> Were/ are you the founder of the company?
> If so, did you create the pitch deck yourself?
> Did you delegate the deck creation to another team member?
> Did you and your team reach out to an outside consultant for assistance?
Yes, several times. Oh, what a waste that was. Each consultant invariably said about the last guy's work: "This is bad, we have to redo this from scratch". But the result was always the same.
> Did your deck follow the 10/20/30 rule or did you do something different?
Not really. Most investors had their own predetermined constraints on the number of slides and on the time (one or two even required a certain font size).
Anyway, I'm convinced that for best results one should use more pictures than words. One of the best presentations I've seen was almost entirely made of cleverly chosen stock images, not text. One of the advantages is that you can pack a lot more slides into the presentation, because human brain can decipher images much faster than text, so you can dedicate as little as 5 seconds to each slide, and it works great (if you do it right).
Thats a wonderful questions you have put in. Me and fellow co-founders learned things in a hard way after numerous presentation. The among traits among seed funders are that they are looking,
- What is the problem you are trying to solve?
- Is it worth solving?
- Is there a long term benefits for the funder?
- How good is your team?
In the ends its all about story telling. I have used the concept of Monroe's Motivational Sequence it might help you too. Good Luck.
I recently created my Pitch deck for my company. When learning about it, I found this site really helpful:
I am lucky that one of my mentors is on faculty at a business school, so he had one of his MBA consultant teams help with my market research, and then they put together the initial drafts of the deck. In the end, I put the final touches on it for presentation.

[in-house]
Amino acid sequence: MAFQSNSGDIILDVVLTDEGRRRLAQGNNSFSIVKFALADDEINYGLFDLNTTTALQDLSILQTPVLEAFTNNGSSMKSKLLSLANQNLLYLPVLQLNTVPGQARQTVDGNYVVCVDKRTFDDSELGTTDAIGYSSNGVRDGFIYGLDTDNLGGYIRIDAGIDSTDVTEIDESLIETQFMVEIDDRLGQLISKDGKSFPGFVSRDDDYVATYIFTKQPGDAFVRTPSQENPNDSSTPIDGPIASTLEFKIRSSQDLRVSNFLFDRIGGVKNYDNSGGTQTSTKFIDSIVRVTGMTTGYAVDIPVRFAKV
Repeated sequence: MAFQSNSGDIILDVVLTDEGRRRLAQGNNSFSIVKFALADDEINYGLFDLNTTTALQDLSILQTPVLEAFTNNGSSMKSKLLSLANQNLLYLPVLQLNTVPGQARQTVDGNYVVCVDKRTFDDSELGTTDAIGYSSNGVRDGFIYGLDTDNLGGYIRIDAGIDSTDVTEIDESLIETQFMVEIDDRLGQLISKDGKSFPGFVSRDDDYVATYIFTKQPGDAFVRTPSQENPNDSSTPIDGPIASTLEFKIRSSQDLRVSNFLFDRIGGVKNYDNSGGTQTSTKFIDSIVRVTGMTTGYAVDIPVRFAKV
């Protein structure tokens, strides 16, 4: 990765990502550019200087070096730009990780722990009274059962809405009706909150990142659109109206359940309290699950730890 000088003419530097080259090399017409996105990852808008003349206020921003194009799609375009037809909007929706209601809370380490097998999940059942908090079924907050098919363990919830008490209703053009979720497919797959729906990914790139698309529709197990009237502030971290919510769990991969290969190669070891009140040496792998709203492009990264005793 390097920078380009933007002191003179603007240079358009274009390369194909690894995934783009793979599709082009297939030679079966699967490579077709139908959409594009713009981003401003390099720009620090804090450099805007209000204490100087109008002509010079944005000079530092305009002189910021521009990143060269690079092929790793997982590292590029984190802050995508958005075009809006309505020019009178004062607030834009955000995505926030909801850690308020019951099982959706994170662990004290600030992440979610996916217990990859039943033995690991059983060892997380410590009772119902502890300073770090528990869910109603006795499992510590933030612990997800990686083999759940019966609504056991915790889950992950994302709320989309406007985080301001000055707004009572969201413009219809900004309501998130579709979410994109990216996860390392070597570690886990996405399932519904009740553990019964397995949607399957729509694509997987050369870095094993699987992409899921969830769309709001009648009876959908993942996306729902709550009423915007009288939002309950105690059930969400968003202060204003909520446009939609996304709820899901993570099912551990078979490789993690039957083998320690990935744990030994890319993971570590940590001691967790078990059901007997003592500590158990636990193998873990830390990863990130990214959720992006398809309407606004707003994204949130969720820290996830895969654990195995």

As the company is still pre-revenue, and I am a solopreneur with a functional app in the App Store, but pre-revenue, mine has 16 slides. It's about 30 min long and has many diagrams.
I am now looking to get in front of VC's.
I found the process of creating a deck excruciatingly difficult. I have created TWENTY versions of it over the last one and a half years. I heard that the investors want as little as six slides, which means I would not be able to explain what my app does and how it does it. My latest version has eighteen slides and that includes three pictures.
I did have a seven-slide deck. It sounded crazy:
"Hello, I am a Martian, and I want is to make you a billion bucks. Please invest $200K into my tumba-yumba that makes magnificent ChipotStarbaburgers. They are the wendiest of them all, with bananamustardamon. Not surprisingly, I enjoy monopolistic advantage, as nobody is that mad (my graduate degree is from Yale and my advisor works for NASA)"
I figured that after these seven slides the investors would be so confused they would have to take a week off to recover. So. I. Took. Eighteen. Slides. To. Tell. My. Story.
I am happy with eighteen slides because it is also a test of a venture capitalist I want to work with. My app is magnificent; it could help millions of people to dramatically improve their lives. It took me 30 years to develop the technology for it, and it is not like I am going to have a second life... Thus, if the investors are so set in their ways they do not fall off the chair by slide number four, they can invest in yet another food delivery service.
So my advice is this: if you are a creator of the New World, respectfully offer your own reasonable rules, and just tell your story. If you are a food delivery service #Zillion, use ten slides, lots of bright pictures, and have it all very professionally done, by a specialized company.